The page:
The use of a CBCT is also becoming the standard of care.[22][23]

Training edit

Endodontists are specialist dentists with additional training, experience and formal qualifications in endodontic treatment, apicectomies, microsurgery, and dental emergency and trauma management.[18] Endodontics is recognized as a specialty by many national dental organizations including the Dental Board of Australia, British General Dental Council, American Dental Association, Royal College of Dentists of Canada, Indian Dental Association, and Royal Australasian College of Dental Surgeons.

Australia edit

In Australia, endodontics is recognized as one of the thirteen registered dental specialties. In addition to a dental degree, endodontists have an additional three years of postgraduate University training in the area of endodontics to be recognized and registered by the Dental Board of Australia. A general dentist is permitted to perform endodontic treatment, but must be competent in the skills required for the treatment and refer complex cases for specialist management.[citation needed]

United States edit

In the United States after finishing a dental degree, a dentist must undergo 2–3 additional years of postgraduate training to become an endodontist. American Dental Association (ADA) accredited programs are a minimum of two years in length. Following successful completion of this training, the dentist becomes eligible to sit for the American Board Of Endodontology examination. Successful completion of board certification results in Diplomate status in the American Board of Endodontics.[24]

Although general dentists can perform endodontic treatment, there are several things which set endodontists apart. Endodontists use microscopes during treatment to better treat the small internal anatomy of teeth without taking away too much tooth structure, or causing iatrogenic damage. Also, endodontists use CBCT (3D imaging) to assess case difficulty and for diagnosis and treatment planning of endodontic cases.

See also edit

References edit

  1. ^ "Definition of ENDODONTICS". www.merriam-webster.com. Retrieved 2019-01-19.
  2. ^ Torabinejad, Mahmoud; Kutsenko, Diana; Machnick, Tanya K.; Ismail, Amid; Newton, Carl W. (1 September 2005). "Levels of Evidence for the Outcome of Nonsurgical Endodontic Treatment". Journal of Endodontics. 31 (9): 637–646. doi:10.1097/01.don.0000153593.64951.14. ISSN 0099-2399. PMID 16123698.
  3. ^ Danbury smiles. "Procedures an Endodontist Performs". Retrieved 29 Jan 2021.
  4. ^ a b c Carrotte, Peter V. (March 2006). "Vital guide to Endodontics". Vital. 3 (1): 21–25. doi:10.1038/vital378. ISSN 1741-7511.
  5. ^ a b Garg, Nisha; Amit, Garg (2013-12-30). Textbook of endodontics (Third ed.). New Delhi. ISBN 978-93-5090-952-2. OCLC 881001658.{{cite book}}: CS1 maint: location missing publisher (link)
  6. ^ Ricketts, David; Bartlett, David W. (2011). Advanced operative dentistry : a practical approach. Edinburgh: Elsevier. ISBN 978-0-7020-3126-7. OCLC 745905736.
  7. ^ Andersson, Lars; Andreasen, Jens O.; Day, Peter; Heithersay, Geoffrey; Trope, Martin; Diangelis, Anthony J.; Kenny, David J.; Sigurdsson, Asgeir; Bourguignon, Cecilia; Flores, Marie Therese; Hicks, Morris Lamar; Lenzi, Antonio R.; Malmgren, Barbro; Moule, Alex J.; Tsukiboshi, Mitsuhiro (2012). "International Association of Dental Traumatology guidelines for the management of traumatic dental injuries: 2. Avulsion of permanent teeth". Dental Traumatology. 28 (2): 88–96. doi:10.1111/j.1600-9657.2012.01125.x. ISSN 1600-9657. PMID 22409417.
  8. ^ "Avulsion – Dental Trauma Guide". dentaltraumaguide.org.
  9. ^ Hargreaves, Kenneth M.; Berman, Louis H.; Rotstein, Ilan (2015-09-23). Cohen's pathways of the pulp (Eleventh ed.). St. Louis, Mo. ISBN 978-0-323-18586-8. OCLC 931533556.{{cite book}}: CS1 maint: location missing publisher (link)
  10. ^ a b Rao, R. Nageswar. (2009). Advanced endodontics. New Delhi: Jaypee Briothers Medical Publishers. ISBN 978-81-8448-746-6. OCLC 720640774.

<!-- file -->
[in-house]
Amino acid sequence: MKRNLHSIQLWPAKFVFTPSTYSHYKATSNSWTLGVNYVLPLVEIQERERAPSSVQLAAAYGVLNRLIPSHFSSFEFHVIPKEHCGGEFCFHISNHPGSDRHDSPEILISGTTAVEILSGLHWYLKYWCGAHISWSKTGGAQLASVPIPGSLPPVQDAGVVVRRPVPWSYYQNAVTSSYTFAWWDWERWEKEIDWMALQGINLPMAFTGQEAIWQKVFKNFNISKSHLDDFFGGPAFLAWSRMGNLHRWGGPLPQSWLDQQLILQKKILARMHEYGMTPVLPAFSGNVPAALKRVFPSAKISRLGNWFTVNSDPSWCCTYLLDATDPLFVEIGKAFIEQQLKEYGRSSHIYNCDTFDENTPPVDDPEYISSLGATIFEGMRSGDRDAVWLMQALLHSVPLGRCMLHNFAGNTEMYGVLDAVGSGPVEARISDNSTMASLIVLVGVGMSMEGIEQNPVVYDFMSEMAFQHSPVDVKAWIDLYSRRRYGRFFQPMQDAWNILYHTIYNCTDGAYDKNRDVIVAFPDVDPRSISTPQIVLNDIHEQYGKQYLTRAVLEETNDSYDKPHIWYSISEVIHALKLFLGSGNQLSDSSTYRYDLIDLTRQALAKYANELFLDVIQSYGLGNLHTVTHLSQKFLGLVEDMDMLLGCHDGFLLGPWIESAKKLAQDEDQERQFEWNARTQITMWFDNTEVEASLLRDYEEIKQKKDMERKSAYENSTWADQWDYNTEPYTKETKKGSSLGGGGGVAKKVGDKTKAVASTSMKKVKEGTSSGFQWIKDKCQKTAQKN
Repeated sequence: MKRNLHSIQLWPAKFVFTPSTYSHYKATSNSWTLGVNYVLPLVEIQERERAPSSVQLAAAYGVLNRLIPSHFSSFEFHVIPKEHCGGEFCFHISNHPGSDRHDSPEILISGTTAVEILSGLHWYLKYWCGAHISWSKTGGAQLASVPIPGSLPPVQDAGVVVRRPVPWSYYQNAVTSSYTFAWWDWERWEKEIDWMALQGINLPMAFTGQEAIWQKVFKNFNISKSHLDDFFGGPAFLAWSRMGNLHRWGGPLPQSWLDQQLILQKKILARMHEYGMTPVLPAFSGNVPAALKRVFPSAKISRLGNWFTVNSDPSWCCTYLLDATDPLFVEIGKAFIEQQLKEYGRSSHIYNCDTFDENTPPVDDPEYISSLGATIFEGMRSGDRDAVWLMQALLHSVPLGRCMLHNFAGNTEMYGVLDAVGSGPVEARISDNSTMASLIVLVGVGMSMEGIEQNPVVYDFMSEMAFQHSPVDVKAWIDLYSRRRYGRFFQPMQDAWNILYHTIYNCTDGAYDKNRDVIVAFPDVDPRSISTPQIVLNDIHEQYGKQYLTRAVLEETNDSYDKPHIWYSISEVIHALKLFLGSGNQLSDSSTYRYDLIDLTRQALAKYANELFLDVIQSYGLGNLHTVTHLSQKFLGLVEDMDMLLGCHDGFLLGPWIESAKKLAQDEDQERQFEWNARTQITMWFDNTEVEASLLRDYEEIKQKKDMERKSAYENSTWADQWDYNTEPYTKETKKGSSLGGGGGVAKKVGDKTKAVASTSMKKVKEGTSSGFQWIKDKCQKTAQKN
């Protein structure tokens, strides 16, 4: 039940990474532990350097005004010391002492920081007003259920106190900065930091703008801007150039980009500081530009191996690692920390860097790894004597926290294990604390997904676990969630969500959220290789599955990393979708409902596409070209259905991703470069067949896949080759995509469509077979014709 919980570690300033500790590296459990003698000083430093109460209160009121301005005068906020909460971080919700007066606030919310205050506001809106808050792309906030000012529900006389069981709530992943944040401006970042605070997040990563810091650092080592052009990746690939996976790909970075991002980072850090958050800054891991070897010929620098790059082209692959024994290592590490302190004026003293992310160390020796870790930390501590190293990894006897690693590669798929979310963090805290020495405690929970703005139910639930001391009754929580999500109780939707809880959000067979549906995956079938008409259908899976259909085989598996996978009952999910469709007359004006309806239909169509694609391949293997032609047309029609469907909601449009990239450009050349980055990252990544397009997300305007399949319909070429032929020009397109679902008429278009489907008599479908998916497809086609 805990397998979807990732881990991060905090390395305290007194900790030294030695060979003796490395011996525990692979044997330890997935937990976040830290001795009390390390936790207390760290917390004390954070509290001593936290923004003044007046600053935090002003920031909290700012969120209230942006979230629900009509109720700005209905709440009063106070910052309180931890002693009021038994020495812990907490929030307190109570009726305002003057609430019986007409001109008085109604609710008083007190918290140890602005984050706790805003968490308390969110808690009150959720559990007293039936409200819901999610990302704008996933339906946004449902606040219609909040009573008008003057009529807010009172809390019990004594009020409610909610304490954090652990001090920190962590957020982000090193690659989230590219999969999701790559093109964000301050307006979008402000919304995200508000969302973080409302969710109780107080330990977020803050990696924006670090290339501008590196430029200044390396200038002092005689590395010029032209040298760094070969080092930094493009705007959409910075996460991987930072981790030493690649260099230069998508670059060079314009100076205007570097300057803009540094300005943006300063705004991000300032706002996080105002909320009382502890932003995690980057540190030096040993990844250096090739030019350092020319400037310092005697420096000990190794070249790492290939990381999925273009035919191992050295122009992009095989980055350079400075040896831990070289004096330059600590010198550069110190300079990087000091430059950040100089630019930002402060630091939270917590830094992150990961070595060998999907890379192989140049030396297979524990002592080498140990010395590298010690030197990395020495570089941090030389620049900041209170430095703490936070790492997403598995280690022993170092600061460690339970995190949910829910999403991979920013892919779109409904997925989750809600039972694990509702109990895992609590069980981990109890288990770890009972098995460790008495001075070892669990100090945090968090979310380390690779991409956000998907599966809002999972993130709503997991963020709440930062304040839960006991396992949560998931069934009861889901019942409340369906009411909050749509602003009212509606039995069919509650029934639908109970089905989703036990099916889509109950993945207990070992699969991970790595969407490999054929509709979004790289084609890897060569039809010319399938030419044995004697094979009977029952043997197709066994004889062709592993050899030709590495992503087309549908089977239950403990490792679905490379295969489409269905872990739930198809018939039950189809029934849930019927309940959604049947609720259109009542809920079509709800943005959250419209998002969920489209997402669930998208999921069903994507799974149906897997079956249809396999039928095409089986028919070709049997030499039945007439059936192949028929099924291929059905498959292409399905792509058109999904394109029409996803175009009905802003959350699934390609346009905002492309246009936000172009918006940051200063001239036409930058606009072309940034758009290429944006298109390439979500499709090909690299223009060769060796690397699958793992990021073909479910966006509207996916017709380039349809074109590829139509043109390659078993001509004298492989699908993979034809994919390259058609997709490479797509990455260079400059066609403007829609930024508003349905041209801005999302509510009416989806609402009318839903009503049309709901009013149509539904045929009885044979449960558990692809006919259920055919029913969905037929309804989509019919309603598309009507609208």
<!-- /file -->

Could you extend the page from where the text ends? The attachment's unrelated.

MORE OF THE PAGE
11. ^ Farook, S. A.; Shah, V.; Lenouvel, D.; Sheikh, O.; Sadiq, Z.; Cascarini, L. (December 2014). "Guidelines for management of sodium hypochlorite extrusion injuries". British Dental Journal. 217 (12): 679–684. doi:10.1038/sj.bdj.2014.1099. ISSN 1476-5373. PMID 25525012.
  12. ^ "Endodontic Surgery Explained". American Association of Endodontists. Retrieved 2019-12-14.
  13. ^ a b "Endodontists' Guide to CDT 2017" (PDF). American Association of Endodontists. 2017. pp. 11–14. Retrieved 2020-03-14.
  14. ^ a b von Arx, Thomas (January 2011). "Apical surgery: A review of current techniques and outcome". The Saudi Dental Journal. 23 (1): 9–15. doi:10.1016/j.sdentj.2010.10.004. ISSN 1013-9052. PMC 3770245. PMID 24151412.
  15. ^ a b Locurcio, Lino Lucio; Leeson, Rachel (2017). "A case of periradicular surgery: apicoectomy and obturation of the apex, a bold act". Stomatological Disease and Science. 1 (2). doi:10.20517/2573-0002.2016.08. Retrieved 2020-03-05.
  16. ^ Siqueira JF, Rôças IN. Microbiology and treatment of endodontic infections. In: Hargreaves KM, Cohen S, Berman LH, editors. Cohen’s pathways of the pulp. 11th ed. St Louis: Mosby Elsevier; 2016. p. 599.
  17. ^ Hauman, C. H. J.; Chandler, N. P.; Tong, D. C. (February 2002). "Endodontic implications of the maxillary sinus: a review". International Endodontic Journal. 35 (2): 127–141. doi:10.1046/j.0143-2885.2001.00524.x. ISSN 0143-2885. PMID 11843967.
  18. ^ a b Arens, Donald E. (2003). "Introduction to magnification in endodontics". Journal of Esthetic and Restorative Dentistry. 15 (7): 426–439. doi:10.1111/j.1708-8240.2003.tb00970.x. ISSN 1496-4155. PMID 15000913.
  19. ^ Hegde, Rashmi; Hegde, Vivek (2016-05-01). "Magnification-enhanced contemporary dentistry: Getting started". Journal of Interdisciplinary Dentistry. 6 (2): 91. doi:10.4103/2229-5194.197695. S2CID 78692557.
  20. ^ Del Fabbro, Massimo; Taschieri, Silvio; Lodi, Giovanni; Banfi, Giuseppe; Weinstein, Roberto L. (2015). "Magnification devices for endodontic therapy". Cochrane Database of Systematic Reviews. 2016 (12): CD005969. doi:10.1002/14651858.cd005969.pub3. hdl:2434/434134. PMC 7389255. PMID 26650099.
  21. ^ "Use of Microscopes and Other Magnification Techniques - Position Paper" (PDF). www.aae.org. 2012.
  22. ^ "CBCT: The New Standard of Care?". American Association of Endodontists. 2018-04-03. Retrieved 2019-10-21.
  23. ^ Patel, S.; Brown, J.; Pimentel, T.; Kelly, R. D.; Abella, F.; Durack, C. (2019). "Cone beam computed tomography in Endodontics – a review of the literature". International Endodontic Journal. 52 (8): 1138–1152. doi:10.1111/iej.13115. ISSN 1365-2591. PMID 30868610.
  24. ^ "Get Board Certified". American Board of Endodontics. Retrieved 2019-01-19.

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Organizations edit

Publications edit